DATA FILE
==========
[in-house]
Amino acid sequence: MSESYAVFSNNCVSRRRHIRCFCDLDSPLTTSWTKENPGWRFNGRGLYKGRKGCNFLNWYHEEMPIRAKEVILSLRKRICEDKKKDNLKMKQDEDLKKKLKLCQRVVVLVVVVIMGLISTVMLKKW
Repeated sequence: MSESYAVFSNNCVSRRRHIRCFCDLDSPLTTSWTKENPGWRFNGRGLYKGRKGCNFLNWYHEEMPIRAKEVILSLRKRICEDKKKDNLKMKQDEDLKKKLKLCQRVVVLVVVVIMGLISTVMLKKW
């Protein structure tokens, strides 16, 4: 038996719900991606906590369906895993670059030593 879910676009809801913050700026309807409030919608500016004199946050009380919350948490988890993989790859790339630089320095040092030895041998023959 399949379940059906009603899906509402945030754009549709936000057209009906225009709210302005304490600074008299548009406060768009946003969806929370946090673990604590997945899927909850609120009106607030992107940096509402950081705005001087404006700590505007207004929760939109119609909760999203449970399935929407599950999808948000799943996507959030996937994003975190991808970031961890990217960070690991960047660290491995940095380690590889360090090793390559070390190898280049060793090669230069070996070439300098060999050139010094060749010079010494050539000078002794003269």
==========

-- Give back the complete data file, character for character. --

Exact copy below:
[in-house]
Amino acid sequence: MSESYAVFSNNCVSRRRHIRCFCDLDSPLTTSWTKENPGWRFNGRGLYKGRKGCNFLNWYHEEMPIRAKEVILSLRKRICEDKKKDNLKMKQDEDLKKKLKLCQRVVVLVVVVIMGLISTVMLKKW
Repeated sequence: MSESYAVFSNNCVSRRRHIRCFCDLDSPLTTSWTKENPGWRFNGRGLYKGRKGCNFLNWYHEEMPIRAKEVILSLRKRICEDKKKDNLKMKQDEDLKKKLKLCQRVVVLVVVVIMGLISTVMLKKW
């Protein structure tokens, strides 16, 4: 038996719900991606906590369906895993670059030593 879910676009809801913050700026309807409030919608500016004199946050009380919350948490988890993989790859790339630089320095040092030895041998023959 399949379940059906009603899906509402945030754009549709936000057209009906225009709210302005304490600074008299548009406060768009946003969806929370946090673990604590997945899927909850609120009106607030992107940096509402950081705005001087404006700590505007207004929760939109119609909760999203449970399935929407599950999808948000799943996507959030996937994003975190991808970031961890990217960070690991960047660290491995940095380690590889360090090793390559070390190898280049060793090669230069070996070439300098060999050139010094060749010079010494050539000078002794003269």